This opinion will be unpublished and

may not be cited except as provided by

Minn. Stat. § 480A.08, subd. 3 (1996).




Du Won Park, et al.,



Owatonna State Bank, defendant

and third-party plaintiff,



CTX Mortgage Company,

a Nevada corporation,

Third-Party Defendant.

Filed September 16, 1997

Affirmed in part and reversed in part

Norton, Judge

Dakota County District Court

File No. 19-C1-95-9965

Allen E. Christy, Jr., Joanne H. Turner, Mackall, Crounse & Moore, PLC, 1400 AT&T Tower, 901 Marquette Avenue, Minneapolis, MN 55402-2859 (for Respondents)

Stephen J. Smith, Mark J. Rahrick, Smith & Tollefson, 113 W. Main St., P.O. Box 271, Owatonna, MN 55060 (for Appellant)

Considered and decided by Amundson, Presiding Judge, Norton, Judge, and Peterson, Judge.



Appellant bank challenges the trial court's ruling that the bank's mortgage on a parcel of property was discharged. The trial court did not abuse its discretion when it discharged the bank's mortgage, excluded evidence under the parol evidence rule, and admitted the mortgagor's criminal record into evidence. The trial court properly denied the bank's motion for a directed verdict. The trial court did, however, abuse its discretion when it awarded costs and fees to respondents. We affirm in part and reverse in part.


Allan Just procured a $200,000 construction loan from appellant Owatonna State Bank (OSB) in November 1991. Just gave the bank a mortgage on two lots in Apple Valley (the 1991 mortgage).[1] OSB recorded the mortgage on January 8, 1992. The term of the loan was one year. OSB advanced funds to Just as needed to build a home. By November 24, 1992, the balance on the loan reached $199,868.47. Just renewed the loan twice while construction progressed. Each time OSB renewed the loan, it added this notice on the note: "This note is give [sic] for renewal and extension of note #41164, dated 11-14-1991, and not in payment of original note."

When the Justs sought to refinance the loan through the Investors Savings Bank (Investors), Investors agreed to loan the Justs $198,000, an amount insufficient to cover the Justs' debt. The Justs received additional loans of $95,000 and $35,000 from OSB to cover the difference. OSB issued separate notes for these loans.

In the meantime, respondent North Star Title (North Star), the company in charge of closing the refinancing, requested from OSB the amount necessary to pay off the 1991 mortgage. OSB sent a letter informing North Star that the "payoff" on Just's account was "$208,071.57, with the daily per diem at $56.57."

As part of the closing process, Investors required that North Star get the check to cover the balance for the refinancing as well as an agreement to subordinate OSB's mortgage to Investors' primary mortgage on the lots. When the Justs closed on their refinancing on April 23, 1993, they presented the two checks from OSB for $35,000 and $95,000, but the status of the subordination agreement is under dispute.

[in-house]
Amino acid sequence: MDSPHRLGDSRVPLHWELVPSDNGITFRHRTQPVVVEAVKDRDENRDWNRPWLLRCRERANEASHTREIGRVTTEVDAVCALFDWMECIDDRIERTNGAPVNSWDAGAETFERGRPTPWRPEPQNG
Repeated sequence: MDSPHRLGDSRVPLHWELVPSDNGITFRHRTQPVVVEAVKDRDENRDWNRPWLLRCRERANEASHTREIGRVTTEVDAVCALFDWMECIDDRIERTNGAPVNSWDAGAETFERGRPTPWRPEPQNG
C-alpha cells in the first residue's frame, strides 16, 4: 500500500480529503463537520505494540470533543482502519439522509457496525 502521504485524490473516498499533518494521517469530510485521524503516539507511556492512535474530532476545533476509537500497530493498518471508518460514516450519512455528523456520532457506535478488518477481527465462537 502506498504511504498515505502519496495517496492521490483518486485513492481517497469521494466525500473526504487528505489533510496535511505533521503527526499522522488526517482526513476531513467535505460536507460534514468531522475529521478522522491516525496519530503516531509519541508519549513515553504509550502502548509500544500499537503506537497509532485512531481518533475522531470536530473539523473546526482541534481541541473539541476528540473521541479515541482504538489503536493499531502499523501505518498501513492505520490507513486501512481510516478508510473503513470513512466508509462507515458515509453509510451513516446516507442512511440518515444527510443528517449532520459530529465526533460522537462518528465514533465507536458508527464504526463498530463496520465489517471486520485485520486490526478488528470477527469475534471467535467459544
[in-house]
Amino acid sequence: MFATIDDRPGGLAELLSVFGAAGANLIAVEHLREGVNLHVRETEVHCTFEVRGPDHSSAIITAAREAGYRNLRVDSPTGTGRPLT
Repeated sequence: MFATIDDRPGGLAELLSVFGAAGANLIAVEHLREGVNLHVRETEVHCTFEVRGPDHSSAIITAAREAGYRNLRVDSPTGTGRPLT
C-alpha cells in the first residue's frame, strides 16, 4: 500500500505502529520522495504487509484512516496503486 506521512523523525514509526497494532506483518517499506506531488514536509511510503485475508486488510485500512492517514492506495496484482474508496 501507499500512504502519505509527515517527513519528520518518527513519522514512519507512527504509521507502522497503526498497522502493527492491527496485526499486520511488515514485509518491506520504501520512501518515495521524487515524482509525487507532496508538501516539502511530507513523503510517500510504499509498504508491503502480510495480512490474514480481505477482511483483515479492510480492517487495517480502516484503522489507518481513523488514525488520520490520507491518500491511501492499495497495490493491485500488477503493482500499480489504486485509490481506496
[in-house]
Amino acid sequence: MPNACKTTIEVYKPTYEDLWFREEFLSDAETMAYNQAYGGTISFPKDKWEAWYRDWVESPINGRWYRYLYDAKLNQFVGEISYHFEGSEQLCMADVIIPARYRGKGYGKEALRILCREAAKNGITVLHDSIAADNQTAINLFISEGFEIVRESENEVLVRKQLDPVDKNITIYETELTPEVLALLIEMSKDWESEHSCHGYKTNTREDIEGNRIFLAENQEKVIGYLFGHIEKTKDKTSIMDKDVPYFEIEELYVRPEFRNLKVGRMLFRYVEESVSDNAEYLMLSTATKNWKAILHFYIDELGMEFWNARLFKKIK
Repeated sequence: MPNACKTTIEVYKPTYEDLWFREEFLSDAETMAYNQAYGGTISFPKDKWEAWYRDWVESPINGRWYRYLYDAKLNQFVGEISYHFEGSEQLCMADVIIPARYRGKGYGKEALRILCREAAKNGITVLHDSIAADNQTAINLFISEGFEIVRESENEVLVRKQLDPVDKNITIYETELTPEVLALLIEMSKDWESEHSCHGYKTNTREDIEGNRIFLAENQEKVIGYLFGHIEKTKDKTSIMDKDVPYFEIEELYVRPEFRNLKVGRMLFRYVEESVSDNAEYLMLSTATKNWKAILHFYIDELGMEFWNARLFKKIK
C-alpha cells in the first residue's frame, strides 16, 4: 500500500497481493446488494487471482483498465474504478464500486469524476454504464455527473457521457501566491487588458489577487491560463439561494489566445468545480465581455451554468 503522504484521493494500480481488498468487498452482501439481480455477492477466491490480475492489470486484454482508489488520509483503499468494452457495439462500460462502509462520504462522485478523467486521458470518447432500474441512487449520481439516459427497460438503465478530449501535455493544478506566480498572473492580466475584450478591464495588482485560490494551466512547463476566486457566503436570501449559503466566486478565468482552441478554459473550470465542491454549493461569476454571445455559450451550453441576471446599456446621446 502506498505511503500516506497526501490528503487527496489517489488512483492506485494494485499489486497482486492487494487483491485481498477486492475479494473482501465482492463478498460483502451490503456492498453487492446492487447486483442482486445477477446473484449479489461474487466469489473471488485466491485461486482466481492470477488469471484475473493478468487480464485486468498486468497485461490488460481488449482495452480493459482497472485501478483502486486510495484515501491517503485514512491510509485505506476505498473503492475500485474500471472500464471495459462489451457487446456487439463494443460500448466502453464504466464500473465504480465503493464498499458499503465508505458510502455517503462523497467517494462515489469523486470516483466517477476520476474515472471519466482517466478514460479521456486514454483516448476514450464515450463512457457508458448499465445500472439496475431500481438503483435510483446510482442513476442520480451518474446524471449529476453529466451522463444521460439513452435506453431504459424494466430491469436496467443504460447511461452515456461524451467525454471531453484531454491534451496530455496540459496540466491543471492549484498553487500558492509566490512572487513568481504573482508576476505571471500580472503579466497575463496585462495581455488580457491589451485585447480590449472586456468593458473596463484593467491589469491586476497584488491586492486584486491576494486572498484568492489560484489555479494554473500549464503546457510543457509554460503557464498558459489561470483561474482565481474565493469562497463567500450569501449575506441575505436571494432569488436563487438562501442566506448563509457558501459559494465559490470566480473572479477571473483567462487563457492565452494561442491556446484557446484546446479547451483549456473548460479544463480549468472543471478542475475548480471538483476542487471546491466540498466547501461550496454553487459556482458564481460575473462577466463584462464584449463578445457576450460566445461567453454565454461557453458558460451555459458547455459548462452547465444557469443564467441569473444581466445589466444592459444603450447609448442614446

OSB claims that it issued a subordination agreement on April 23, 1993, in which it agreed to subordinate the lien of its mortgage to the lien of Investors' mortgage on the property. OSB claims that Allan Just delivered the subordination agreement to North Star at the closing, along with the two checks from OSB. Just testified that he presented the agreement at the closing along with various other documents from OSB.

North Star, however, denies ever having received the document at the closing. No North Star employees remember receiving the subordination agreement. The assistant vice president of the closing department testified, however, that she found the subordination agreement in North Star's file after the closing, along with a reference that on May 3, North Star returned the agreement to OSB for correction of errors. OSB responded to the letter by telephone and did not alter the document. Neither the letter nor the phone call are dated.

Five days after the closing, North Star issued a check for $208,468.26 payable to OSB "For: loan payoff" "Allan Just" "RE: 8763 Highwood Way." North Star enclosed with the check a request for a satisfaction of mortgage. OSB never completed and returned a satisfaction, but did cash the check.

In November 1993, the Justs consolidated and renewed the two loans they still had with OSB. The promissory note listed the total principal as $129,640.25, secured by a "MORTGAGE DEED DATED 11-14-1991 LOT 13, BLOCK 1, HUNTERS WOOD THIRD ADDITION."

When the Justs sold their house, the buyers, respondents Du Won and Gye Nyo Park (the Parks) went through CTX Mortgage and First Security Title closing company. A title search on the property revealed that the 1991 mortgage had never been discharged. Believing that OSB was simply behind in issuing its satisfaction of mortgage statement, North Star agreed to indemnify First Security against any claim that OSB may have on the property, in an effort to allow the Parks to close on their purchase.[2] North Star never notified OSB of the sale of the property. When OSB later learned of the sale, it demanded its proceeds pursuant to its purported second mortgage on the property.